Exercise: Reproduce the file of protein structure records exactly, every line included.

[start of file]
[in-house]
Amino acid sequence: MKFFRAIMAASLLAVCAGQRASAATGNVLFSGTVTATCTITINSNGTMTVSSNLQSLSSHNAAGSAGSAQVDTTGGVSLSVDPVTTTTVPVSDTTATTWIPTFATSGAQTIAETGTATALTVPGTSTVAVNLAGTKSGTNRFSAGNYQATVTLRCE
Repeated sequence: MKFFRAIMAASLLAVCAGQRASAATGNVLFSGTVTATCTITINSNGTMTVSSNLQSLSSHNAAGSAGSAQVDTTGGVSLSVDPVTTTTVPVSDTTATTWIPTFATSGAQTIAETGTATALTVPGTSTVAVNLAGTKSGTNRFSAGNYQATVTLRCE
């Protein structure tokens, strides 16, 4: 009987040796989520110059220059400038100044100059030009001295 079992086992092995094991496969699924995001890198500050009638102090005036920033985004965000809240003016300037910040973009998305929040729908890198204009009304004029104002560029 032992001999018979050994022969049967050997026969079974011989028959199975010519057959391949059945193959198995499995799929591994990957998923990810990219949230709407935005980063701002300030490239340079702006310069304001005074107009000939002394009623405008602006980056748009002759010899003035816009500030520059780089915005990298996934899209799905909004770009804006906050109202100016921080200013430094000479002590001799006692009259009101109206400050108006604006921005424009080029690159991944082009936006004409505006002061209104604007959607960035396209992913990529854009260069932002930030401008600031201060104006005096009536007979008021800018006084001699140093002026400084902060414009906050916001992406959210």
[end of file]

[in-house]
Amino acid sequence: MKFFRAIMAASLLAVCAGQRASAATGNVLFSGTVTATCTITINSNGTMTVSSNLQSLSSHNAAGSAGSAQVDTTGGVSLSVDPVTTTTVPVSDTTATTWIPTFATSGAQTIAETGTATALTVPGTSTVAVNLAGTKSGTNRFSAGNYQATVTLRCE
Repeated sequence: MKFFRAIMAASLLAVCAGQRASAATGNVLFSGTVTATCTITINSNGTMTVSSNLQSLSSHNAAGSAGSAQVDTTGGVSLSVDPVTTTTVPVSDTTATTWIPTFATSGAQTIAETGTATALTVPGTSTVAVNLAGTKSGTNRFSAGNYQATVTLRCE
């Protein structure tokens, strides 16, 4: 009987040796989520110059220059400038100044100059030009001295 079992086992092995094991496969699924995001890198500050009638102090005036920033985004965000809240003016300037910040973009998305929040729908890198204009009304004029104002560029 032992001999018979050994022969049967050997026969079974011989028959199975010519057959391949059945193959198995499995799929591994990957998923990810990219949230709407935005980063701002300030490239340079702006310069304001005074107009000939002394009623405008602006980056748009002759010899003035816009500030520059780089915005990298996934899209799905909004770009804006906050109202100016921080200013430094000479002590001799006692009259009101109206400050108006604006921005424009080029690159991944082009936006004409505006002061209104604007959607960035396209992913990529854009260069932002930030401008600031201060104006005096009536007979008021800018006084001699140093002026400084902060414009906050916001992406959210």